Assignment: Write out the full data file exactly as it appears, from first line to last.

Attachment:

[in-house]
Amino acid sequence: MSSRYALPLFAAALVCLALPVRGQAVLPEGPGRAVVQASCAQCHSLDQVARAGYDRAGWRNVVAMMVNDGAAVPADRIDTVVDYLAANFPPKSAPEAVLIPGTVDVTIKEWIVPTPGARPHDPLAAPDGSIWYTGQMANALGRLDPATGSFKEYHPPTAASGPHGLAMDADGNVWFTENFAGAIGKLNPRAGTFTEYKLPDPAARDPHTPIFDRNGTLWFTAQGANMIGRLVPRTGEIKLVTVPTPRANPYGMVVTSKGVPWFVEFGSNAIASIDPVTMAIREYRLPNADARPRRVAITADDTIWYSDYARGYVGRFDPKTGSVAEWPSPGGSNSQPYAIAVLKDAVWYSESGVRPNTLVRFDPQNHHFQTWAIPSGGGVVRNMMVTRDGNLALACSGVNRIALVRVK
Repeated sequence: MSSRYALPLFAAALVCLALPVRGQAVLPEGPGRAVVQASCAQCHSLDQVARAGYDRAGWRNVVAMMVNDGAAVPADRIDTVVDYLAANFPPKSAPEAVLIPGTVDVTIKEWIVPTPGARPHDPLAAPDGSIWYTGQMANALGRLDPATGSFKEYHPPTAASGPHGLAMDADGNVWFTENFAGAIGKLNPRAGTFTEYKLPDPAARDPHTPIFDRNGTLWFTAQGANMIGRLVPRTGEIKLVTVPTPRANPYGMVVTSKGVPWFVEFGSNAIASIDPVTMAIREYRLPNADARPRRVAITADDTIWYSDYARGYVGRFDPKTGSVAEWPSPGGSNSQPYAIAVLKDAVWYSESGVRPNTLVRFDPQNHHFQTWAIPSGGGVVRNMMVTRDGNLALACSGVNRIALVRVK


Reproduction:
[in-house]
Amino acid sequence: MSSRYALPLFAAALVCLALPVRGQAVLPEGPGRAVVQASCAQCHSLDQVARAGYDRAGWRNVVAMMVNDGAAVPADRIDTVVDYLAANFPPKSAPEAVLIPGTVDVTIKEWIVPTPGARPHDPLAAPDGSIWYTGQMANALGRLDPATGSFKEYHPPTAASGPHGLAMDADGNVWFTENFAGAIGKLNPRAGTFTEYKLPDPAARDPHTPIFDRNGTLWFTAQGANMIGRLVPRTGEIKLVTVPTPRANPYGMVVTSKGVPWFVEFGSNAIASIDPVTMAIREYRLPNADARPRRVAITADDTIWYSDYARGYVGRFDPKTGSVAEWPSPGGSNSQPYAIAVLKDAVWYSESGVRPNTLVRFDPQNHHFQTWAIPSGGGVVRNMMVTRDGNLALACSGVNRIALVRVK
Repeated sequence: MSSRYALPLFAAALVCLALPVRGQAVLPEGPGRAVVQASCAQCHSLDQVARAGYDRAGWRNVVAMMVNDGAAVPADRIDTVVDYLAANFPPKSAPEAVLIPGTVDVTIKEWIVPTPGARPHDPLAAPDGSIWYTGQMANALGRLDPATGSFKEYHPPTAASGPHGLAMDADGNVWFTENFAGAIGKLNPRAGTFTEYKLPDPAARDPHTPIFDRNGTLWFTAQGANMIGRLVPRTGEIKLVTVPTPRANPYGMVVTSKGVPWFVEFGSNAIASIDPVTMAIREYRLPNADARPRRVAITADDTIWYSDYARGYVGRFDPKTGSVAEWPSPGGSNSQPYAIAVLKDAVWYSESGVRPNTLVRFDPQNHHFQTWAIPSGGGVVRNMMVTRDGNLALACSGVNRIALVRVK